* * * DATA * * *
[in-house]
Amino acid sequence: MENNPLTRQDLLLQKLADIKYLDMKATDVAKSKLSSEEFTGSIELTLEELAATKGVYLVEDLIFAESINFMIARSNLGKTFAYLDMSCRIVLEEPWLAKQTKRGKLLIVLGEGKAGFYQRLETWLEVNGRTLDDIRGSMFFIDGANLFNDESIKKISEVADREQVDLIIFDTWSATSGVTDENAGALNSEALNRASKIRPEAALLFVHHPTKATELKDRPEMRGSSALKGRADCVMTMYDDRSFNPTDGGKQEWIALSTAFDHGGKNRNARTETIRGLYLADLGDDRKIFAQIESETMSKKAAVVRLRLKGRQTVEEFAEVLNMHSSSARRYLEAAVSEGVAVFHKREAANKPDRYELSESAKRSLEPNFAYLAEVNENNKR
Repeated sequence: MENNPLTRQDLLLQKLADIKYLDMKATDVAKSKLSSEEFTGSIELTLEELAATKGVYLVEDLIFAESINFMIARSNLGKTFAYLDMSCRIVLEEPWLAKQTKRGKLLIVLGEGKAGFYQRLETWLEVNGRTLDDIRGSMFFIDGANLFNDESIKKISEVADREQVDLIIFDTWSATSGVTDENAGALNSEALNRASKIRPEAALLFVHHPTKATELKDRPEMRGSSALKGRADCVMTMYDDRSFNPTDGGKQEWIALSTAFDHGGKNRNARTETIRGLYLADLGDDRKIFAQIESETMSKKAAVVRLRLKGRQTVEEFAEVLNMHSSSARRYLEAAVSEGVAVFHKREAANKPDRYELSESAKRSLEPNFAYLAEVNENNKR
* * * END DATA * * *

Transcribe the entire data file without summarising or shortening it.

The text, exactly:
[in-house]
Amino acid sequence: MENNPLTRQDLLLQKLADIKYLDMKATDVAKSKLSSEEFTGSIELTLEELAATKGVYLVEDLIFAESINFMIARSNLGKTFAYLDMSCRIVLEEPWLAKQTKRGKLLIVLGEGKAGFYQRLETWLEVNGRTLDDIRGSMFFIDGANLFNDESIKKISEVADREQVDLIIFDTWSATSGVTDENAGALNSEALNRASKIRPEAALLFVHHPTKATELKDRPEMRGSSALKGRADCVMTMYDDRSFNPTDGGKQEWIALSTAFDHGGKNRNARTETIRGLYLADLGDDRKIFAQIESETMSKKAAVVRLRLKGRQTVEEFAEVLNMHSSSARRYLEAAVSEGVAVFHKREAANKPDRYELSESAKRSLEPNFAYLAEVNENNKR
Repeated sequence: MENNPLTRQDLLLQKLADIKYLDMKATDVAKSKLSSEEFTGSIELTLEELAATKGVYLVEDLIFAESINFMIARSNLGKTFAYLDMSCRIVLEEPWLAKQTKRGKLLIVLGEGKAGFYQRLETWLEVNGRTLDDIRGSMFFIDGANLFNDESIKKISEVADREQVDLIIFDTWSATSGVTDENAGALNSEALNRASKIRPEAALLFVHHPTKATELKDRPEMRGSSALKGRADCVMTMYDDRSFNPTDGGKQEWIALSTAFDHGGKNRNARTETIRGLYLADLGDDRKIFAQIESETMSKKAAVVRLRLKGRQTVEEFAEVLNMHSSSARRYLEAAVSEGVAVFHKREAANKPDRYELSESAKRSLEPNFAYLAEVNENNKR